Brazil Country Dialogue April 2003
March 30, 2003
At the invitation of the Council for Economic and Social Development, IPD held a policy dialogue on pension reform in Brazil from March 30th to April 2nd, 2003. The Council for Economic and Social Development was created by the newly elected President of Brazil, Luiz Ignacio Lula da Silva, as a tool to promote broad dialogue among different sectors of the Brazilian society. Members of the Council include business and financial sector leaders, elected officials, NGOs and academics, among others.
Michael Orszag, David Lindeman, and Sarah Brooks comprised the IPD team. Michael Orszag is co-director of the Initiative for Policy Dialogue's Pension Reform and Social Insurance Task Force as well as a Visiting Research Fellow of the Oxford Institute of Ageing. David Lindeman is a principal analyst on pensions at the Organization of Economic Cooperation and Development (OECD) and former Executive Director of the 1994-97 Quadrennial Social Security Advisory Council of the US Government. Sarah Brooks is Assistant Professor of Political Science at Ohio State University. Her work covers the process of pension reform in Argentina, Brazil, Mexico and Uruguay.
IPD opened the dialogue and presented different reforms to the pension system, drawing on the experiences of other countries. Through the reform, Brazil aimed to reduce the deficit in the civil servants pension regime. The IPD team held meetings with the major actors involved in pension reform, such as the Council for Economic and Social Development, which brought together civil society to formulate a proposal for pension reform, the Secretary of Social Security of the Ministry of Social Security and members of the House of Representatives Committee on Social Reform. The IPD team also met officials from the Ministry of Finance and from the Institute for Applied Economic Research (IPEA), a pension expert from the Department of Economics at the University of Brasilia, and held a conference call with the National Bank for Social and Economic Development (BNDES). Shortly after IPD's visit President Lula sent a proposal for pension reform to Congress.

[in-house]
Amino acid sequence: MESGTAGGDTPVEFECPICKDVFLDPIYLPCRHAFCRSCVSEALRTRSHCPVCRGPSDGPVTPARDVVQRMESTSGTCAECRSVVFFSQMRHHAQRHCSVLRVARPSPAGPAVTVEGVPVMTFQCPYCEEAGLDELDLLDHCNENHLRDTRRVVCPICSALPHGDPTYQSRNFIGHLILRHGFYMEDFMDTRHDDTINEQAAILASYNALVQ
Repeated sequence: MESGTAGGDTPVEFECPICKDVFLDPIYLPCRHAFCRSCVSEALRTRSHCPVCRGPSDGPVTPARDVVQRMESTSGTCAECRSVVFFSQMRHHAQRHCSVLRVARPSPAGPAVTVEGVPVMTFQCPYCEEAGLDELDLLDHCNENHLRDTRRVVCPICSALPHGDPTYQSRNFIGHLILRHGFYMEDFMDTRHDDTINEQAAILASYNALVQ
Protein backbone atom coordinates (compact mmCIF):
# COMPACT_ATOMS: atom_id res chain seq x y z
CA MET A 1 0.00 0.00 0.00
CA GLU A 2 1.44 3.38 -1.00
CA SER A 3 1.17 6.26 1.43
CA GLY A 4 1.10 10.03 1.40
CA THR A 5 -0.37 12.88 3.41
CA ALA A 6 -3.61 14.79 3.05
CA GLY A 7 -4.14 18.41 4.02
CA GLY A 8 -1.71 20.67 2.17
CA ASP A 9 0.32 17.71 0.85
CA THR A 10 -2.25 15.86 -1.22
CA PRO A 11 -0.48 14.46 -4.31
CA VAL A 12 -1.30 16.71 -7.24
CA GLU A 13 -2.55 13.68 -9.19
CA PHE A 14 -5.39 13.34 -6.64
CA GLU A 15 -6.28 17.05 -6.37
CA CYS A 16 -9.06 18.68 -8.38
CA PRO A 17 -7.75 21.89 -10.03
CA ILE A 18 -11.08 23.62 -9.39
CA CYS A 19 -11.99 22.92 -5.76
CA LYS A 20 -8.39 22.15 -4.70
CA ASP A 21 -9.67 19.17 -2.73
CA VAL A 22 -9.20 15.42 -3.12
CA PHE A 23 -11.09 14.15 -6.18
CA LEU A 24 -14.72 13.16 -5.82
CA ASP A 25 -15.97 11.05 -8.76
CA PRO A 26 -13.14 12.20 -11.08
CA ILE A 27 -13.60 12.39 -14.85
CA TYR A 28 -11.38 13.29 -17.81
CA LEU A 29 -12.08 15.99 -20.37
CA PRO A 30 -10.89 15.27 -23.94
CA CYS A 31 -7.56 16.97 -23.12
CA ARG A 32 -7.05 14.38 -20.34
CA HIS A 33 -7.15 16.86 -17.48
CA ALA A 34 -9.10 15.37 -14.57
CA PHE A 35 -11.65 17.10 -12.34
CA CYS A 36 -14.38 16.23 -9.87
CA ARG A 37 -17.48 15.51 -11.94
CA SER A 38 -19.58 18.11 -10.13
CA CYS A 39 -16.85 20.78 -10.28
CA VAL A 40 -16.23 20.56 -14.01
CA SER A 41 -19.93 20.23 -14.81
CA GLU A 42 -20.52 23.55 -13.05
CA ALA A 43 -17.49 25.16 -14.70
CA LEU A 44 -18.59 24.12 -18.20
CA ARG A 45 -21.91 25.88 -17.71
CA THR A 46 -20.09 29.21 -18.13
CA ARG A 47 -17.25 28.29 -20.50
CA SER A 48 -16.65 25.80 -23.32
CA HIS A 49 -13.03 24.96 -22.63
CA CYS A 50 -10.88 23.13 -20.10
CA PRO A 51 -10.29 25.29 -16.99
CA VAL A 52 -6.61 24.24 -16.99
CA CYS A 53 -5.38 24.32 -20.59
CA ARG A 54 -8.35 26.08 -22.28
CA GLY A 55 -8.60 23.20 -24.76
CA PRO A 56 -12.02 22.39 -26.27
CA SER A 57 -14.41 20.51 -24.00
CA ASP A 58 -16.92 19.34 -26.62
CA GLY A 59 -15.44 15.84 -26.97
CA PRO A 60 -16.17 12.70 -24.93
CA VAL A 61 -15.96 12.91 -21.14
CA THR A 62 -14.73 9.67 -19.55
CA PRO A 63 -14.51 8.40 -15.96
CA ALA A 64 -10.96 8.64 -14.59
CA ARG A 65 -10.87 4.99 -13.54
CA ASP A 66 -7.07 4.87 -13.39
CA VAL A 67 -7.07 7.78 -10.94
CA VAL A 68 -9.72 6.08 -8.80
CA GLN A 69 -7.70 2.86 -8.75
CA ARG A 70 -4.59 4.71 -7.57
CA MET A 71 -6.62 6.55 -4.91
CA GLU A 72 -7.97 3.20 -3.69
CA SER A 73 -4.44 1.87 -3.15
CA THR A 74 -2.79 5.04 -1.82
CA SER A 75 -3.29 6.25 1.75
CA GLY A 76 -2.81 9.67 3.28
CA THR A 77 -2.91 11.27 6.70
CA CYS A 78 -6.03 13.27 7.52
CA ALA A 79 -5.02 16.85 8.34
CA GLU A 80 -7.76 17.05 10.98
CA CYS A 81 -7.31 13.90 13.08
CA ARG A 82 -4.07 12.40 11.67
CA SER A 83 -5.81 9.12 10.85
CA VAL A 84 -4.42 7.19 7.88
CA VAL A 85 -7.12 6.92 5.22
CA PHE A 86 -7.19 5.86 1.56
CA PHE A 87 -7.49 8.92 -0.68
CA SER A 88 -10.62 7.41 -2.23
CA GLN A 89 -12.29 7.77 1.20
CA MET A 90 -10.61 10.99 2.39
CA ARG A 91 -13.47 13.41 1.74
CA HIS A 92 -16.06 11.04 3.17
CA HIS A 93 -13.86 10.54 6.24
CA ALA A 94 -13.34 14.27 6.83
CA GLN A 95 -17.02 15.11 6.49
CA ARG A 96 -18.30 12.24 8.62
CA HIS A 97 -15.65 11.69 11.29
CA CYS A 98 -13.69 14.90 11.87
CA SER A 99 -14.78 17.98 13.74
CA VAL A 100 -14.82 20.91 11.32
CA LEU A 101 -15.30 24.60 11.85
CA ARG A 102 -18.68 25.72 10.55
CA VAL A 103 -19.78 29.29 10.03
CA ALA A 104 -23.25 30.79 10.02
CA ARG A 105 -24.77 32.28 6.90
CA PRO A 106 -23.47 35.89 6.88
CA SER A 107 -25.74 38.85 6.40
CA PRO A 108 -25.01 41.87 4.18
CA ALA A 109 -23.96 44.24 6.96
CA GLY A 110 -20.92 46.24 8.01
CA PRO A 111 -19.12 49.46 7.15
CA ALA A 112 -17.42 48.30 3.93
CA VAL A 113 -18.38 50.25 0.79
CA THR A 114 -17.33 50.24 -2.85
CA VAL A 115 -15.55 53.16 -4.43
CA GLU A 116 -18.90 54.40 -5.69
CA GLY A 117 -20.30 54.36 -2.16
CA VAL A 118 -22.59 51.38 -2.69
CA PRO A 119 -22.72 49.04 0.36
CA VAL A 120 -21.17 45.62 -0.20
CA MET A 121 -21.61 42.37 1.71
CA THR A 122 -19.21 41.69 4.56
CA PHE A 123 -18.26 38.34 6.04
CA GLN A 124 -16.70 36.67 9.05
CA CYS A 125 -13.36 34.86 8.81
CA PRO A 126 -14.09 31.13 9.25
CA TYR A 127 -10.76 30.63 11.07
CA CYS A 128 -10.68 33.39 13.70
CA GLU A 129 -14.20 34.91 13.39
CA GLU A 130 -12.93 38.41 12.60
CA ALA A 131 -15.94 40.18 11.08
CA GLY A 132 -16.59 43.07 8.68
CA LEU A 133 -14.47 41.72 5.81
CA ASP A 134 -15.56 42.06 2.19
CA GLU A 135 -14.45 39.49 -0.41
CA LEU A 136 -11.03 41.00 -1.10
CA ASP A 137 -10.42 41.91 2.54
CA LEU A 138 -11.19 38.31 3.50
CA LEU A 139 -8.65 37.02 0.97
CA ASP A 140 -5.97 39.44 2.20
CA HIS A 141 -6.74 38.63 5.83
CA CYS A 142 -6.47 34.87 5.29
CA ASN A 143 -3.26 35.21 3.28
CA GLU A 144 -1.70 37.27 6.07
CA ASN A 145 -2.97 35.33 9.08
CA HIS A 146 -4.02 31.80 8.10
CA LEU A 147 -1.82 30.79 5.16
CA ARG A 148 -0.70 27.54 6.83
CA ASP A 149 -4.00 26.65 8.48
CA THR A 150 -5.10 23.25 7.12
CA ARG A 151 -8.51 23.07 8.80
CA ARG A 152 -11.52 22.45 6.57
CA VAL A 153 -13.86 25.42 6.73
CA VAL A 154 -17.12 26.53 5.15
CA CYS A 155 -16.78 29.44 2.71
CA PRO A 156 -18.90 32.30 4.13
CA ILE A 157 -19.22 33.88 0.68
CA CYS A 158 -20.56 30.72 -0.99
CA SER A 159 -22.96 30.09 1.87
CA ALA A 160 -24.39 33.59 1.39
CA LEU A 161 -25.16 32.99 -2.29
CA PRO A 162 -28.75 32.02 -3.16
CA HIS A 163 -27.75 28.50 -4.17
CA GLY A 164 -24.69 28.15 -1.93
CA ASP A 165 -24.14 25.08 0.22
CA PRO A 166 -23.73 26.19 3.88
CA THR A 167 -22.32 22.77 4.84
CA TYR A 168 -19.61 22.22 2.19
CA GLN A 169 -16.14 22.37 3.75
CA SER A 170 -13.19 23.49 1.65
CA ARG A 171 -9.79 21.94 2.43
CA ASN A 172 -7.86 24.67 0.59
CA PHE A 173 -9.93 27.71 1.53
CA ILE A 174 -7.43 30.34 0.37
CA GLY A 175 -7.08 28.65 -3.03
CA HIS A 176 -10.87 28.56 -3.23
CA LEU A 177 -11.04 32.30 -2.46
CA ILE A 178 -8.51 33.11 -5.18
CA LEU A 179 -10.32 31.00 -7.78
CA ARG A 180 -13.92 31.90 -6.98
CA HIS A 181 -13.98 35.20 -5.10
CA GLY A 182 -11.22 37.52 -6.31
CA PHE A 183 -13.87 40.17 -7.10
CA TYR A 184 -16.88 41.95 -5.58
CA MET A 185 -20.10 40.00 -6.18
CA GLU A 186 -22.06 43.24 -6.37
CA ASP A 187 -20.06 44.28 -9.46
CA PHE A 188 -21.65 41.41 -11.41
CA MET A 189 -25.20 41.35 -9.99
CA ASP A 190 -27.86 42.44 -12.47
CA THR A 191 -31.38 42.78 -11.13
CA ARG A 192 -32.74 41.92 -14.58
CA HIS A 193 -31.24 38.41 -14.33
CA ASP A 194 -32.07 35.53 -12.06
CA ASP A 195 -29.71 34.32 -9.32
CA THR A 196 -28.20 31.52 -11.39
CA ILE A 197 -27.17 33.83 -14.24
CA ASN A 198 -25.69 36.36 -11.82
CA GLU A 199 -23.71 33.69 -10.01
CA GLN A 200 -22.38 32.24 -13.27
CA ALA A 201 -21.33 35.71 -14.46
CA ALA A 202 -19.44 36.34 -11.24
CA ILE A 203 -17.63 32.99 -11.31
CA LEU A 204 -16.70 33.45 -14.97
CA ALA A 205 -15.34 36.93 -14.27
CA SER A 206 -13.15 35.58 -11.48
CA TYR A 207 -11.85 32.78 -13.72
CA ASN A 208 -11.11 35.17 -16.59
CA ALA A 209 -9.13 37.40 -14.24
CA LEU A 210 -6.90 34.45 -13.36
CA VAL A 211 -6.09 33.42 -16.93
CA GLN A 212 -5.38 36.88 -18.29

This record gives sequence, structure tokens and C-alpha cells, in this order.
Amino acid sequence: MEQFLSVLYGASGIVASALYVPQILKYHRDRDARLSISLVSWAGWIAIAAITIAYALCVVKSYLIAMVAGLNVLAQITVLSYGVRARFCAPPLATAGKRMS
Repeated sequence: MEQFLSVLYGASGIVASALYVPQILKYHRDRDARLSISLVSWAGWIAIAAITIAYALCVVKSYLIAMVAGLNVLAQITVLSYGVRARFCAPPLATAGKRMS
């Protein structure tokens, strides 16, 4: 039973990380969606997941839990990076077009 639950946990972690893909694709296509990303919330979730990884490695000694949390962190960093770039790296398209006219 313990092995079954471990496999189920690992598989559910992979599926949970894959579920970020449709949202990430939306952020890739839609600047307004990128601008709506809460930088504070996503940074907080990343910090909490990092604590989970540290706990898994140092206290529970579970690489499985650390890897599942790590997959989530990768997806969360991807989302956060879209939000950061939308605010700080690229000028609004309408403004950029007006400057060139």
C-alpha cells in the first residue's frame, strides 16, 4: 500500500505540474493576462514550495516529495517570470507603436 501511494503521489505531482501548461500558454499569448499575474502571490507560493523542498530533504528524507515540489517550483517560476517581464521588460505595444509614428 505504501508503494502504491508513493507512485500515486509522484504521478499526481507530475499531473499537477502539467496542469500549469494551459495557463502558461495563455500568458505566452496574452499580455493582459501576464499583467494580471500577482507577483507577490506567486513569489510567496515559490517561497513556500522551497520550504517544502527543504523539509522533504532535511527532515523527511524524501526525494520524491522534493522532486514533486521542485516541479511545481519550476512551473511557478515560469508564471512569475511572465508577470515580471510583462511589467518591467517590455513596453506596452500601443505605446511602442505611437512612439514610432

Council for Social and Economic Development
Sao Paolo, Brazil
United Nations Development Programme (UNDP)
New York, New York, United States
At the time of the dialogue the Brazilian government was seeking to reduce the deficit in the civil servants pension regime and increase coverage in the private workers pension regime. Some sectors of society that attended the meetings seconded an increase in the value of benefits paid in the private workers pension scheme. It was noted that a reduction of the governmental deficit was even more important since the fiscal target established by the Federal Government for 2003 is a 4.25% of GNP primary surplus (revenues minus expenses without considering the payment of interest rates in governmental debts).
However much agreement there may be regarding the goals themselves, the experience of the last administration in Brazil has shown that it is rarely easy to build a consensus on how to reach these goals. The IPD team played a crucial role in illustrating to government officials the different ways they might achieve their objectives. IPD laid out in detail the successes and failures of other countries struggling with similar issues. The team also examined the different proposals put forth by the Brazilian government.
The consensus reached was that the first effort of the pension reform would be directed at the civil servants regime. Four proposals received strong support: (i) to increase the minimal period that a civil servant has to work in the government in order to take part in the civil servants pension scheme; (ii) to increase the minimal age required to retire; (iii) to establish a ceiling for the value of the retirement benefits paid, and (iv) to reduce the value of pensions to 70% of the retirement benefit paid to the spouse before his death. Based on the projected results, the IPD team alerted the government officials that other measures would be necessary to achieve the intended deficit reduction.
Overall, the policy dialogue was a profoundly important beginning to IPD's involvement with Brazil. For a full description of the forum and forum notes, please see the Brazil Country Dialogue Notes.